The 2015-16 statewide tests scores of 25 fourth-graders at Clark County’s Strode Station Elementary were lowered to zero after Kentucky Department of Education investigators determined that their teacher obtained a test booklet from a locked room without authorization and taught information from it before the exam, state documents show.
In all, Kentucky education officials changed the test scores of at least 100 students to zero after violations of the testing code were found in 2015-16 on required statewide tests, the most recent year for which results are available.
Because of the time the investigations into allegations took, superintendents across the state have been receiving letters of confirmation in 2017 for the violations that occurred in 2015-16. Some notification letters were dated as late as May 2017.
At least 261 violations were found statewide on tests for 2015-16, state officials say. That compares with 241 in the year before. The tests include the Kentucky Performance Rating for Educational Progress used to rate schools and other required exams such as the ACT.
A March 27, 2017, letter to Clark County Superintendent Paul Christy from Education Commissioner Stephen Pruitt laid out the case against teacher Audrey Deaton.
Several days before testing began, Deaton used a key to enter a locked storage area where testing materials were stored. She removed a K-PREP test booklet from another teacher’s box of materials and took it back to her classroom, and used it to prepare her students for the K-PREP, according to the letter and attachments sent to the superintendent. That violated the state testing code.
It was April 26, 2016, when a K-PREP test booklet at the school turned up missing.
According to the documents sent to Clark County from the state, the school’s security camera feed showed that Deaton entered the building before normal school hours on April 25, unlocked a room without permission and came out carrying a test booklet. On April 27, she admitted taking the test booklet, the documents say.
She was escorted out of the school building and not allowed to return to the school. K-Prep testing that year began on May 2, 2016. On May 3, several questions on the K-Prep covered by Deaton could be found in student math journals. The first 13 answers on the tests were found in her students’ journals but not in journals of students in other classes. Typed passages from the reading tests were found in her online account, the documents from the state say.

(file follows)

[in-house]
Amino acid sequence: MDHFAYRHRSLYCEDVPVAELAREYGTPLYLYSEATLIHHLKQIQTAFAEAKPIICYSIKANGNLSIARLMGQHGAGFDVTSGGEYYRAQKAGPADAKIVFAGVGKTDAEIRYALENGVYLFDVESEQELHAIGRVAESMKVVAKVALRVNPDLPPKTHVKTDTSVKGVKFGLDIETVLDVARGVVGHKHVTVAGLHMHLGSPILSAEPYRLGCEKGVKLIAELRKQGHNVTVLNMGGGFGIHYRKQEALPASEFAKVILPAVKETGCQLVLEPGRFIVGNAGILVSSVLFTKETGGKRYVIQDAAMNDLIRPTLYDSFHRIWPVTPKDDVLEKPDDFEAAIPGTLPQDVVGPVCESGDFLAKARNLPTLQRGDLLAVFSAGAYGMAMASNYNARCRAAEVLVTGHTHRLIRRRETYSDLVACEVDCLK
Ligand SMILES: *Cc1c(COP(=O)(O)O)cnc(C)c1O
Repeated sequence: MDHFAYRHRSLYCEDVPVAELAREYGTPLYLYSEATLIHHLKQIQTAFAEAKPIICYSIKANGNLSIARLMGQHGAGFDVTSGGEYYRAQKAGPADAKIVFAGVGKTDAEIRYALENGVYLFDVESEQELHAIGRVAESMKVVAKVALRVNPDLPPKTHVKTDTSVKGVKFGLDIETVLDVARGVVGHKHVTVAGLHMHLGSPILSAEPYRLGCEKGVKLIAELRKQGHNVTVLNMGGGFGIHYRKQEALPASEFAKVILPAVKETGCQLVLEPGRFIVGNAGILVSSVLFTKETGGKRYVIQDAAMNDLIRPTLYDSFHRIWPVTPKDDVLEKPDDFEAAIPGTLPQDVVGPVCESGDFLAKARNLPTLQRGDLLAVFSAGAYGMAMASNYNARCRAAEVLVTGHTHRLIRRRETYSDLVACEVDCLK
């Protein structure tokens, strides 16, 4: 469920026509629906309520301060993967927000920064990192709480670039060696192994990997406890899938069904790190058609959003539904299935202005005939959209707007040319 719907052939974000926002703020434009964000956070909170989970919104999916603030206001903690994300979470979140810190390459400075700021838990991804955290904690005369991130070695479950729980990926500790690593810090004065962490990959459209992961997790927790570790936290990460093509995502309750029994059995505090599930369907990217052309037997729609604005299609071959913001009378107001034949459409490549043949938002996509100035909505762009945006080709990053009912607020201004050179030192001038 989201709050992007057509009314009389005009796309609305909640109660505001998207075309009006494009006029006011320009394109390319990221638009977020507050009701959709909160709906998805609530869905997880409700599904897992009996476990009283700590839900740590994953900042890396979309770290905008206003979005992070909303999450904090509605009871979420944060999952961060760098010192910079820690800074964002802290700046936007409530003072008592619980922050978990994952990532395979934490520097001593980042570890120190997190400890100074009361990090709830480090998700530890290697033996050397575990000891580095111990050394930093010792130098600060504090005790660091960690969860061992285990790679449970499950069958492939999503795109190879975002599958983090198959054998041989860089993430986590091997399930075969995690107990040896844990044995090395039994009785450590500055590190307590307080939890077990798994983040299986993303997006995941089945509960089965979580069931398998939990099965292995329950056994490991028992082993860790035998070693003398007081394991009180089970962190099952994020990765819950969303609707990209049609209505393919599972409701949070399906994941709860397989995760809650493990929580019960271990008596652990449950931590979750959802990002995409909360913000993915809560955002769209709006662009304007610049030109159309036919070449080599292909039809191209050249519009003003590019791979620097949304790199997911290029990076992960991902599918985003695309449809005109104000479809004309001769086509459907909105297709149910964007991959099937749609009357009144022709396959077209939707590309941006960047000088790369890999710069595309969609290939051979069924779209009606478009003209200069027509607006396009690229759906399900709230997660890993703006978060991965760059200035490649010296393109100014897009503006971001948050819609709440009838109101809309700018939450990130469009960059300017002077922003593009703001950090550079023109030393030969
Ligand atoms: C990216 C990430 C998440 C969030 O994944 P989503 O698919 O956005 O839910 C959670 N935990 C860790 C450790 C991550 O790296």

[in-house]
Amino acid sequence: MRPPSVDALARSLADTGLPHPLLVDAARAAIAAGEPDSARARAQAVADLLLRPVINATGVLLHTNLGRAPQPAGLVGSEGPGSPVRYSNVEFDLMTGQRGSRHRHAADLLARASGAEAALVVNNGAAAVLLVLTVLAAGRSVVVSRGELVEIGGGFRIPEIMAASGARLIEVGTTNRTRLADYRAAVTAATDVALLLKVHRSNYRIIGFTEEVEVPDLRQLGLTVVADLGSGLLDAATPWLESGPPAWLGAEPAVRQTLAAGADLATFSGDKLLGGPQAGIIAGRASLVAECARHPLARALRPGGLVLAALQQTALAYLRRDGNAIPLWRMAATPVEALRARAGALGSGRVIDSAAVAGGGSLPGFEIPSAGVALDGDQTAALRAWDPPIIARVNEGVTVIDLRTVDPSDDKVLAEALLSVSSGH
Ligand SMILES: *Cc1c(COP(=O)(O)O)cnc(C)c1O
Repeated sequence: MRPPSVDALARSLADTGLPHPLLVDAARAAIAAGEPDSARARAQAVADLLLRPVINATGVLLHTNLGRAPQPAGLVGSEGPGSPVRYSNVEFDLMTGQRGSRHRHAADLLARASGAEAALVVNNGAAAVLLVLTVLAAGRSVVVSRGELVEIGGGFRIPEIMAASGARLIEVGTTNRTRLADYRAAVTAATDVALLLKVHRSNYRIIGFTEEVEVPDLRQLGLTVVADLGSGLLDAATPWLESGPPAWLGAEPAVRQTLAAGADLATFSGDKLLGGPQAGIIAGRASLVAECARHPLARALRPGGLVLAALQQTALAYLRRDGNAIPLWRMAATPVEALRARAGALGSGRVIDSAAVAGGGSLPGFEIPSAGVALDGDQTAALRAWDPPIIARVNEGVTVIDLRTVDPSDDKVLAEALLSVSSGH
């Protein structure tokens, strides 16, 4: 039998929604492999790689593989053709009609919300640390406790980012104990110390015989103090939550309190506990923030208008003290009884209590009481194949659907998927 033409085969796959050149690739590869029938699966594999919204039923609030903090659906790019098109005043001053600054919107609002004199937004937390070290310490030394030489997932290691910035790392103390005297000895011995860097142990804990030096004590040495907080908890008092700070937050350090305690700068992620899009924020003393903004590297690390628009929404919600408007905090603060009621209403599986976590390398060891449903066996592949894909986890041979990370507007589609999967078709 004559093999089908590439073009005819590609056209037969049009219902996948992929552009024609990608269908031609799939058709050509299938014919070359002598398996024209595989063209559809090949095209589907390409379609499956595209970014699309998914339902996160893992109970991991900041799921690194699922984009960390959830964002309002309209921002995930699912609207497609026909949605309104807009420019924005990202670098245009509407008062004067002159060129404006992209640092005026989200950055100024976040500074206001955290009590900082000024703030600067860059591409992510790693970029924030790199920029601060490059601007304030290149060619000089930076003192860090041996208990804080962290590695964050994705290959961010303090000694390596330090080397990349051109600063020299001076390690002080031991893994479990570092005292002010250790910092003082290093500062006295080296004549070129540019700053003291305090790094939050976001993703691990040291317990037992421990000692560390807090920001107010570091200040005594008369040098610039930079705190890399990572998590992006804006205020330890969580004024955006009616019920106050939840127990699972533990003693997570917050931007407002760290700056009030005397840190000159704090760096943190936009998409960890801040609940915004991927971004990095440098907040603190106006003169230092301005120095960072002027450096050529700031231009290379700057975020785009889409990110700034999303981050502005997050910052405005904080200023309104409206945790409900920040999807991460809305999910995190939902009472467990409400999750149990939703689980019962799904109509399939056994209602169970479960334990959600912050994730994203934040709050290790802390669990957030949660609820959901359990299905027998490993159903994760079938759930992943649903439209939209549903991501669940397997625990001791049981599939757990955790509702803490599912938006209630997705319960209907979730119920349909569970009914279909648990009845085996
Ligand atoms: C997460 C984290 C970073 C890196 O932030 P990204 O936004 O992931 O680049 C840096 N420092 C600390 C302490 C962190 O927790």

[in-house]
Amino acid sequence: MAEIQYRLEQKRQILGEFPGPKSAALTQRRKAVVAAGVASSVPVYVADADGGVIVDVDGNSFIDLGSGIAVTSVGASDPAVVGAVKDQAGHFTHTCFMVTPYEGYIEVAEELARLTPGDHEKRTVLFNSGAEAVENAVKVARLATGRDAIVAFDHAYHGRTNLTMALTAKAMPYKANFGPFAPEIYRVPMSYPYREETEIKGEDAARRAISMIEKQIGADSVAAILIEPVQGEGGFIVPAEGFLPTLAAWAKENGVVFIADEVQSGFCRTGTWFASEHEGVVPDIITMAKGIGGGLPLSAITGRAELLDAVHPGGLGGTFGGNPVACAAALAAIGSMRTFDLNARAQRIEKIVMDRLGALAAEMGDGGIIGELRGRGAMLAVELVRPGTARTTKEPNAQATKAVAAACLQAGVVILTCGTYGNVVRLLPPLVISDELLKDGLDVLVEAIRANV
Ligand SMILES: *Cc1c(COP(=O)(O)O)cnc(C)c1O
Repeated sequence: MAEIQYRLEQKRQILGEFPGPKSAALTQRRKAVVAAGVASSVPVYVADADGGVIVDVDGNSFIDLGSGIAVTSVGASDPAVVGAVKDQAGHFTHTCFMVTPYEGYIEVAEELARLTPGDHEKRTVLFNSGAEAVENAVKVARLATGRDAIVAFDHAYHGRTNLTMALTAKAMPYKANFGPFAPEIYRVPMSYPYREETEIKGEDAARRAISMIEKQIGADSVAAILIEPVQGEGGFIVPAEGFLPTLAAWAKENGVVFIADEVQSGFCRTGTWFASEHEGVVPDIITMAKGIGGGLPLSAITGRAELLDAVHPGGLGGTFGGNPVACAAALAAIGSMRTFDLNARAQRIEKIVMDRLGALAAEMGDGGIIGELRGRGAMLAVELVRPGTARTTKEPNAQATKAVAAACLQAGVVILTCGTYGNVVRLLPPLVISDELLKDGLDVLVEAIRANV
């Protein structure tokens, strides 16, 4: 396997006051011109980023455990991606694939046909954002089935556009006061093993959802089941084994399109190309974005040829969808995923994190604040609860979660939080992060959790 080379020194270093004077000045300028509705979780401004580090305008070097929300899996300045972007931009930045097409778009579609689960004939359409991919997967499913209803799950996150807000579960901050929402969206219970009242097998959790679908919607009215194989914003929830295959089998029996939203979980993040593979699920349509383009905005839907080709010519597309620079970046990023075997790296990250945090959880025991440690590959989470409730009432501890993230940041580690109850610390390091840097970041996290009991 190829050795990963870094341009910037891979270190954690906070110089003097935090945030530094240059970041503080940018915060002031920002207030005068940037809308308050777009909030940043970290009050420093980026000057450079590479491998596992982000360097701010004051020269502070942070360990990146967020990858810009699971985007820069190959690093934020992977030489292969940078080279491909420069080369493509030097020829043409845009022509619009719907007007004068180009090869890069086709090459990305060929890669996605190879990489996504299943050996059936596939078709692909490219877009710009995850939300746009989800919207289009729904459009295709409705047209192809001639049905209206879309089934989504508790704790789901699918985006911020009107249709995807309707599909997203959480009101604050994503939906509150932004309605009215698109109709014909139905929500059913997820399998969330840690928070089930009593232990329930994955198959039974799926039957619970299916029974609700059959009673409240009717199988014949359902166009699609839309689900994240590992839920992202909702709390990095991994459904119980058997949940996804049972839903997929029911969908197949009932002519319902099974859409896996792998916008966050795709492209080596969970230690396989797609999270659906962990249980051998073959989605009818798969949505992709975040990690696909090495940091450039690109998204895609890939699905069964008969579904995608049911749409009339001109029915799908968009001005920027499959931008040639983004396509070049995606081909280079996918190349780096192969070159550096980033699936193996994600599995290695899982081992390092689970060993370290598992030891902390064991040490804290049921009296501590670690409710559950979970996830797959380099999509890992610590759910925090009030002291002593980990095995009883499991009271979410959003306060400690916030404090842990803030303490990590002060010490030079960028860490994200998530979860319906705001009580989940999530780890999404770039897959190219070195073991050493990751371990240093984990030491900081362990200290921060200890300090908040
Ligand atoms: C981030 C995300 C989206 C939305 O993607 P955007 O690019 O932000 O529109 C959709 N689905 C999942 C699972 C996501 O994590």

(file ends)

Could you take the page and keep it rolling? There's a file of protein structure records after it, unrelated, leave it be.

Deaton told officials she wanted to see if she had been teaching all of the content needed for testing.
Christy told the Herald-Leader the issues were immediately reported to the Kentucky Department of Education.
“The teacher’s no longer employed with us based on the outcome of the investigation,” Christy said. “The test scores were removed … it did lower the scores of that building. That building however still remained as a school of distinction … it’s a good school.”
According to state documents, Deaton’s name was sent to the Education Professional Standards Board, which certifies and disciplines teachers. As of June 1, there was an “open and pending” case in the EPSB’s Educator Disciplinary Records, according to an Open Records Response to the Herald-Leader.
Deaton declined to comment for this article.
Statewide, nearly 200 educators or school staff were required to have extra training when violations were found in the 2015-16 assessments, according to documents obtained under the Kentucky Open Records Act.
Kentucky Department of Education spokeswoman Nancy Rodriguez said that as in 2014-15, most violations involve procedural errors rather than intentional efforts to cheat. Rodriguez said state officials think that most districts are complying with testing regulations.
Violations were found when teachers left test booklets unattended or students took photographs of cover pages or other pages of the tests with their cellphones. Sometimes students posted the photos on social media sites. Violations were found when teachers gave students cues or hints that might have caused them to change their answers.
A score was lowered in Adair County after a teacher observed a third grade student copying answers from another student. In another incident in Adair County, scores were lowered when two 12th-grade students switched identification numbers in an attempt to cheat on tests.
At Huntertown Elementary in Woodford County, a score was lowered when a student used a calculator on a portion of the test where it wasn’t allowed, and in Union and Jefferson counties, when a teacher let a student use a dictionary.
A staff member at Franklin-Simpson High School in Simpson County admitted to falling asleep while monitoring a test.
Everyone involved in administering a state assessment must undergo administration code training before the testing session, Rodriguez said.
After an allegation has been made, a case file is created by the state testing allegations coordinator. A state investigator then examines all available evidence. The case is brought to the Testing Board of Review. The education commissioner appoints members to the board representing various divisions within the state Department of Education or agencies outside the state education department.
The Testing Board of Review makes a recommendation to Kentucky Education Commissioner Stephen Pruitt as to what should be done.
State officials decide which violations result in training for staff or changing scores to zero by deciding whether there was intent and whether the integrity of the test was compromised.
A student’s academic record isn’t affected by the state’s decision. Students retain their scores, but the school receives a zero for that student for accountability purposes, Rodriguez said.